As the Government of the United States of America is not, in any sense, founded on the Christian religion; as it has in itself no character of enmity against the laws, religion, or tranquillity, of Mussulmen; and, as the said States never entered into any war, or act of hostility against any Mahometan nation, it is declared by the parties, that no pretext arising from religious opinions, shall ever produce an interruption of the harmony existing between the two countries.
Part of the problem with "including God" is that, while it includes the vast majority of religions present in the United States, which are mainly branches of Judeo-Christianity (or, more technically, Abrahamic religions), it does exclude some of them, and is therefore arguably "preferring a certain religion". It also specifically excludes atheists and agnostics, who are now much greater in number than they were at the time of the First Amendment and sometimes feel threatened or coerced by official sanction of any ideas whose sole justification is found within religious doctrine.
Need to find some specifics about the battles over displaying the Ten Commandments in (or outside of) court.
It should also be mentioned that many of the early settlers in the US, pre-1776, were fleeing religious persecution, and hence were quite supportive of the separation of church and state as it ensured that they could never again be persecuted with the government's sanction. Those who would remove or weaken this separation have either forgotten this bit of history, or are sure enough that they would be in the majority that they are content to allow the persecution of heathens to resume.
- to be the basis of modern law (or of the US Constitution), though the connection seems tenuous at best.
- Snopes checks the claim that "Religious symbols and references abound in U.S. capital buildings and the words of America's founders", and finds it mostly false or misleading.
- Is America a Christian Nation?: supposedly a dialogue between Rev. Dr. Welton Gaddy and Rev. Barry W. Lynn, although both seem to agree on pretty much everything including the necessity of separation of church and state. Significant events in the history of religion in the United States are discussed.
- 2013-10-17 No, America is not a Christian nation by Amanda Marcotte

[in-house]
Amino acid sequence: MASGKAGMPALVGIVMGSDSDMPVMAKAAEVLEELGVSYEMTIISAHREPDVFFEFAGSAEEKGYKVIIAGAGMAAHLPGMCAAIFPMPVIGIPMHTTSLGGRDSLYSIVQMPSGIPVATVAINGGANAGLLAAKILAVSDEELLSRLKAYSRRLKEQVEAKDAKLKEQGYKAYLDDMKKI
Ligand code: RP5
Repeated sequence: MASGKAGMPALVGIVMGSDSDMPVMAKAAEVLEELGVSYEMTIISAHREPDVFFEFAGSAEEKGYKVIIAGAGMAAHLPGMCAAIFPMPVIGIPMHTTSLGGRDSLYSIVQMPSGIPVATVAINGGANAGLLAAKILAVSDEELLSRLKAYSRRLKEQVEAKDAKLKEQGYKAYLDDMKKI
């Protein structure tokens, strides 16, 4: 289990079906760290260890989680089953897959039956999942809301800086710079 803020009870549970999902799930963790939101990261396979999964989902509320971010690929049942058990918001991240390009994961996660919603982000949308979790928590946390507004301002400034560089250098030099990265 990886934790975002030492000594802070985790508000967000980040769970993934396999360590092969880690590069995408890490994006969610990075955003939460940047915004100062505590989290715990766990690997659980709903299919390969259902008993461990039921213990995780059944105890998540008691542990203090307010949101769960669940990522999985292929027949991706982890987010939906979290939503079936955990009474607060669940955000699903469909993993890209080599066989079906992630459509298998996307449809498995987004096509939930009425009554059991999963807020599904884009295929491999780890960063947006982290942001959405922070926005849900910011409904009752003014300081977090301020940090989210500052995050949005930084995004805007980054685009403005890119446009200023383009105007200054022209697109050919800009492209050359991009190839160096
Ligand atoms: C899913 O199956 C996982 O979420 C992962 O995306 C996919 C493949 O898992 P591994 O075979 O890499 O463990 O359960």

- 2007-10-18 Is America a Christian Nation? mainly addresses some significant side issues, but makes the claim "There is no question that this nation was founded on Jewish-Christian principles."
- 2007-10-03 Is America a Christian Nation?: "According to John Fea, writing for the History News Network, both the left and the right often answer this question the wrong way."
- 2007-09-24 Chuck Norris Rewrites US History by Bruce Wilson
- "This would be the best of all possible worlds, if there were no religion in it." — John Adams
- "Ecclesiastical establishments tend to great ignorance and corruption, all of which facilitate the execution of mischievous projects." — James Madison
- "I do not believe in the creed professed by the Jewish Church, by the Roman Church, by the Greek Church, by the Turkish Church, by the Protestant Church, nor by any Church that I know of. My own mind is my own Church. Each of those churches accuse the other of unbelief; and for my own part, I disbelieve them all." — Thomas Paine
- "Millions of innocent men, women and children, since the introduction of Christianity, have been burnt, tortured, fined, imprisoned; yet we have not advanced an inch towards uniformity. What has been the effect of coercion? To make one half the world fools, and the other half hypocrites. To support roguery and error all over the earth."
- "I do not find in orthodox Christianity one redeeming feature."
- "When a religion is good, I conceive it will support itself; and when it does not support itself so that its professors are obliged to call for the help of the civil power, 'tis a sign, I apprehend, of its being a bad one."
- "The way to see by faith is to shut the eye of reason." – Poor Richard's Almanack, 1758